Gary Sinise

After rocketing to prominence as the wheelchair-bound Lieutenant Dan in Forrest Gump, the actor suddenly found himself a leading advocate for wounded vets. Nearly 20 years later, his focus on the cause has only grown stronger.

Gary Sinise

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Monty Brinton/CBS © 2012 CBS; MGM/Photofest
The Uses of Fame: “Being successful in the entertainment business can be a monumental tool or weapon to use in a positive way.”
Photo courtesy Monty Brinton/CBS © 2012 CBS; MGM/Photofest.

Q: Let’s talk about the music. Did you ever expect you’d be stepping on stage as a rock star with your own band?
GS: I never imagined it years ago even though, when I was a kid, I loved playing in bands. Then I got so busy with acting, I didn’t play for a long time. Now, in my 50s, I’m back at it again for really worthwhile causes. I can use the music to do something positive. I don’t make any money, not a dime. I’m just trying to give back to our men and women in uniform who are serving our country.

Q: You really drive crowds wild. Are you surprised at the love you’re getting from audiences?
GS: I don’t think people expect much out of an actor with a band, so when I see all those smiling faces out there, people jumping up and down and going crazy to the music, I know we’re entertaining them. We play nothing but hits. I don’t write music or expect people to sit there and listen to any original songs.

Q: Now, you’re a dad with three children. [Sinise and his wife, actress Moira Harris, have two daughters and a son.] Have you drawn them into the work you’re doing with vets?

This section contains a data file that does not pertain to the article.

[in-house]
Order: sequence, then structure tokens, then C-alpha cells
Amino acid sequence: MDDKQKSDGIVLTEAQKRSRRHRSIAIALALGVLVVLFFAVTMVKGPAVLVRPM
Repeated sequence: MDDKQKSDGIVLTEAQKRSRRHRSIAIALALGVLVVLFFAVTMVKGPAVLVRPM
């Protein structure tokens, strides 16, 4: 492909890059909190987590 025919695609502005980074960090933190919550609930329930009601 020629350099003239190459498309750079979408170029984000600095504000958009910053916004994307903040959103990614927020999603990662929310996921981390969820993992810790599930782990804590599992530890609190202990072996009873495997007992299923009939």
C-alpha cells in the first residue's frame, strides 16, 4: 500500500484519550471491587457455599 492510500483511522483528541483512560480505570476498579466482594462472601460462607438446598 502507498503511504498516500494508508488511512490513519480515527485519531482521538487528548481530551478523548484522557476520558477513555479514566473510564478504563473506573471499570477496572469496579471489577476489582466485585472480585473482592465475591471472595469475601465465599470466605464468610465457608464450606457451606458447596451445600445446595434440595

GS: I’ve exposed my kids to a lot. I’ve taken them to the hospitals with me. I’ve taken them to the military bases. I’ve taken them to the charity events where they get to see our wounded and think about what their families are going through. And they’ve met the children of our fallen heroes. I happen to support something called Snowball Express where we’ll bring 1,700 kids together who’ve all lost a mom or a dad in a war. They’re all going through difficult times. And my kids have seen that. It makes them think a little bit bigger about things.

Q: Are they following you into show business?
GS: One of my daughters just did a play, The Birthday Party by Harold Pinter, at Steppenwolf with my wife. She was great. My son is a drummer, and he’s played shows with us. He’s also a composer. He’s going to music school and doing real well. So they’re definitely into entertaining. My other daughter is in college studying education.

Q: Do they treat you like a star?
GS: I’m just Dad. That’s it. They’ve rarely watched me on TV. They’re always telling me the actors they love, and I’ll say, “Do you ever watch my show?” They’ll go, “We see you every day, Dad.” They’re pretty grounded kids.

Q: You’ve been married for 32 years. What’s the secret to making it last?
GS: My wife is hilarious. She’s kept me laughing for all those years. What keeps relationships alive and fresh is when you entertain each other.

Q: Even though you’ve admitted you don’t always love being famous, it has really helped you accomplish a lot hasn’t it?
GS: I realized quite a long time ago that the blessing of being a celebrity, being successful in the entertainment business, can be a monumental tool or weapon to use in a positive way. Of course, I had the challenge of adapting to fame in the early days. When I went from obscurity to being recognizable, I was wondering “What’s going on here?” Forrest Gump came out, and all of a sudden I was in a big movie and things were starting to change. My kids were also young, and I was trying to focus on taking care of my kids, and we went through our difficult times.

Q: What’s guiding you now?
GS: I think your actions define who you are. They do speak louder than words. I try to take action and, if I can inspire somebody to do something positive that gives back and encourage others to do the same, then I feel like I’ve done a good job.

Q: Do you ever envision a time when there won’t be any more wounded vets?
GS: It’s a very dangerous world, and we’re going to deploy our men and women again, sometime. Keeping our military strong is very important. We’re in a world where anything can happen at any time. We saw what 19 guys with box cutters could do. So we’re going to continue to have issues with our veterans that need to be faced.

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